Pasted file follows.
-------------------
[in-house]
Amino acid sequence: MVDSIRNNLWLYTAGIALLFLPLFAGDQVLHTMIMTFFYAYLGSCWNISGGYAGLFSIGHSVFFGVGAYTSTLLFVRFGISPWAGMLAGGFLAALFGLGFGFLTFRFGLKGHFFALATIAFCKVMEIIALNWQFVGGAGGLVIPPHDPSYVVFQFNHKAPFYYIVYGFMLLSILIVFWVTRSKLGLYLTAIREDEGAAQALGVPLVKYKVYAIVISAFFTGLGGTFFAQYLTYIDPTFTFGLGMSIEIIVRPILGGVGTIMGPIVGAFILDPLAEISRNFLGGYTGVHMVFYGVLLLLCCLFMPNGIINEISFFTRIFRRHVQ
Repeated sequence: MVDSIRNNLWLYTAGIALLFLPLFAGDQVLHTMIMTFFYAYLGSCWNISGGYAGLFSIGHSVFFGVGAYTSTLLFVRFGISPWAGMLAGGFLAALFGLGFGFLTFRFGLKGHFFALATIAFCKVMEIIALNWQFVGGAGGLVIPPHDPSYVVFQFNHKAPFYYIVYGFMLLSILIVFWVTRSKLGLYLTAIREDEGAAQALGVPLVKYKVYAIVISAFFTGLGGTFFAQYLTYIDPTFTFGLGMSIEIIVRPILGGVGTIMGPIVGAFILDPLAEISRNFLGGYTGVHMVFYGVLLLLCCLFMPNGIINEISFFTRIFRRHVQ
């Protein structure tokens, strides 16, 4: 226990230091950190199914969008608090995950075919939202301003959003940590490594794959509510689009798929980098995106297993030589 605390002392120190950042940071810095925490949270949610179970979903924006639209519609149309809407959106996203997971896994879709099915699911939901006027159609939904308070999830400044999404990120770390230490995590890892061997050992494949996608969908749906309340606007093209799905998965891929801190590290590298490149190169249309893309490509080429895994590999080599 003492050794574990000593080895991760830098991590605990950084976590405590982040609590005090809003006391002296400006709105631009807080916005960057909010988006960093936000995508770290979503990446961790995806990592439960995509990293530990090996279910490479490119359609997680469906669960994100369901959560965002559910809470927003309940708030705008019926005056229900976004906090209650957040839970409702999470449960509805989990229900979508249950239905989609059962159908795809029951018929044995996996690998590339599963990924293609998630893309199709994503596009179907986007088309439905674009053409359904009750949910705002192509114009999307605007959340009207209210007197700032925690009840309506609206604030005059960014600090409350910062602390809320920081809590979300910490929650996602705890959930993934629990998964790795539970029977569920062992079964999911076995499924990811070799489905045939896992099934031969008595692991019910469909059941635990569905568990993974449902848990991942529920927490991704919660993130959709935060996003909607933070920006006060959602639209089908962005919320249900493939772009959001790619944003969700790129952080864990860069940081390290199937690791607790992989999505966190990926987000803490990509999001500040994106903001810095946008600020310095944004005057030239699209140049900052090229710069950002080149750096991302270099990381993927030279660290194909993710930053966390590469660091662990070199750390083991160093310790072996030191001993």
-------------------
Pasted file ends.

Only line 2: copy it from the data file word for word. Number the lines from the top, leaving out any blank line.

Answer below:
Amino acid sequence: MVDSIRNNLWLYTAGIALLFLPLFAGDQVLHTMIMTFFYAYLGSCWNISGGYAGLFSIGHSVFFGVGAYTSTLLFVRFGISPWAGMLAGGFLAALFGLGFGFLTFRFGLKGHFFALATIAFCKVMEIIALNWQFVGGAGGLVIPPHDPSYVVFQFNHKAPFYYIVYGFMLLSILIVFWVTRSKLGLYLTAIREDEGAAQALGVPLVKYKVYAIVISAFFTGLGGTFFAQYLTYIDPTFTFGLGMSIEIIVRPILGGVGTIMGPIVGAFILDPLAEISRNFLGGYTGVHMVFYGVLLLLCCLFMPNGIINEISFFTRIFRRHVQ